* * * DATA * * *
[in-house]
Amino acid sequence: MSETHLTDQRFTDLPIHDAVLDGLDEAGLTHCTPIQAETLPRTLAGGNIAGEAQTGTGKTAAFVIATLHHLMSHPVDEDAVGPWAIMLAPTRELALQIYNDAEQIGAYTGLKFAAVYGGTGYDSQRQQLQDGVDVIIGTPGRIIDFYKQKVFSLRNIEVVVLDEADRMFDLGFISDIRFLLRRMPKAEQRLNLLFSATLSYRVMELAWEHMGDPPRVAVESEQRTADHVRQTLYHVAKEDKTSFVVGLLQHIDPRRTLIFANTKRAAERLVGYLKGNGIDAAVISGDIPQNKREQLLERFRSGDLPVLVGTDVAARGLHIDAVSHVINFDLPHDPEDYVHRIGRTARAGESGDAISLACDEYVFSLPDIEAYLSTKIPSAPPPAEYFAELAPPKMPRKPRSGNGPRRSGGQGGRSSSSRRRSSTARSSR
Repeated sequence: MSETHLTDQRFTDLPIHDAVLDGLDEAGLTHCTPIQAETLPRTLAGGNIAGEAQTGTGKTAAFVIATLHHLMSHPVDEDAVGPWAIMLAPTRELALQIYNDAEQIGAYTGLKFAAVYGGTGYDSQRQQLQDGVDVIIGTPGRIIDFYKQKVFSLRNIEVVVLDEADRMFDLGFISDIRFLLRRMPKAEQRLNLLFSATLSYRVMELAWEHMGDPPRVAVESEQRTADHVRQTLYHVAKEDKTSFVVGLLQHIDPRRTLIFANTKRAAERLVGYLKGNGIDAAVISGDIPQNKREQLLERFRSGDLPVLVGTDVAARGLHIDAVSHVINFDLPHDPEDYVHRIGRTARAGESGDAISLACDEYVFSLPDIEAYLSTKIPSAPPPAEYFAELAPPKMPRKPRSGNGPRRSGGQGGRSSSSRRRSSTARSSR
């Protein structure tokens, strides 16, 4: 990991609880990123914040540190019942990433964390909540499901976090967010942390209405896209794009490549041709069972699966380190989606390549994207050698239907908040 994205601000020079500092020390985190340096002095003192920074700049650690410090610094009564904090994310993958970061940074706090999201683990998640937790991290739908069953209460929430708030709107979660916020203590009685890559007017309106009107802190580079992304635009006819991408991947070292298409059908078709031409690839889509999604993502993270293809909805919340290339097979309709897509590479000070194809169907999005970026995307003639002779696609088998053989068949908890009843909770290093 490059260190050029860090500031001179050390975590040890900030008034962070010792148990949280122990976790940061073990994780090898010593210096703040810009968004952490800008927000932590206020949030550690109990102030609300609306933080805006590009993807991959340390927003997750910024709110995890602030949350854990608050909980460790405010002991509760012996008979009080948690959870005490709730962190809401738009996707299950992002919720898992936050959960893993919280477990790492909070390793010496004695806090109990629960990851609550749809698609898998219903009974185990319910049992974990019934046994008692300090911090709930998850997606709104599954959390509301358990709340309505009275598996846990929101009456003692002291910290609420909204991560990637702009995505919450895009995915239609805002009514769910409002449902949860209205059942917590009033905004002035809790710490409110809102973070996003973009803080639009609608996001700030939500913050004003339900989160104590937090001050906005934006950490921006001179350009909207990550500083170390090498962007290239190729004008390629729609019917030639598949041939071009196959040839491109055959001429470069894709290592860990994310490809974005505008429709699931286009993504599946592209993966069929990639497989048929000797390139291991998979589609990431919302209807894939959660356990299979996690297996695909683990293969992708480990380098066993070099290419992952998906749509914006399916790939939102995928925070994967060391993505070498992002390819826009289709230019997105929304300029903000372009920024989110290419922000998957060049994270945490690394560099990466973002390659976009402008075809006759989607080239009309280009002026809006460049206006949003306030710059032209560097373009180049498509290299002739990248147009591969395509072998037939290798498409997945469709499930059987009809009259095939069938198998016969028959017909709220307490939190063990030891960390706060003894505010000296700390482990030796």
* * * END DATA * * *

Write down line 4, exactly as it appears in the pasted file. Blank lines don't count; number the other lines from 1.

């Protein structure tokens, strides 16, 4: 990991609880990123914040540190019942990433964390909540499901976090967010942390209405896209794009490549041709069972699966380190989606390549994207050698239907908040 994205601000020079500092020390985190340096002095003192920074700049650690410090610094009564904090994310993958970061940074706090999201683990998640937790991290739908069953209460929430708030709107979660916020203590009685890559007017309106009107802190580079992304635009006819991408991947070292298409059908078709031409690839889509999604993502993270293809909805919340290339097979309709897509590479000070194809169907999005970026995307003639002779696609088998053989068949908890009843909770290093 490059260190050029860090500031001179050390975590040890900030008034962070010792148990949280122990976790940061073990994780090898010593210096703040810009968004952490800008927000932590206020949030550690109990102030609300609306933080805006590009993807991959340390927003997750910024709110995890602030949350854990608050909980460790405010002991509760012996008979009080948690959870005490709730962190809401738009996707299950992002919720898992936050959960893993919280477990790492909070390793010496004695806090109990629960990851609550749809698609898998219903009974185990319910049992974990019934046994008692300090911090709930998850997606709104599954959390509301358990709340309505009275598996846990929101009456003692002291910290609420909204991560990637702009995505919450895009995915239609805002009514769910409002449902949860209205059942917590009033905004002035809790710490409110809102973070996003973009803080639009609608996001700030939500913050004003339900989160104590937090001050906005934006950490921006001179350009909207990550500083170390090498962007290239190729004008390629729609019917030639598949041939071009196959040839491109055959001429470069894709290592860990994310490809974005505008429709699931286009993504599946592209993966069929990639497989048929000797390139291991998979589609990431919302209807894939959660356990299979996690297996695909683990293969992708480990380098066993070099290419992952998906749509914006399916790939939102995928925070994967060391993505070498992002390819826009289709230019997105929304300029903000372009920024989110290419922000998957060049994270945490690394560099990466973002390659976009402008075809006759989607080239009309280009002026809006460049206006949003306030710059032209560097373009180049498509290299002739990248147009591969395509072998037939290798498409997945469709499930059987009809009259095939069938198998016969028959017909709220307490939190063990030891960390706060003894505010000296700390482990030796």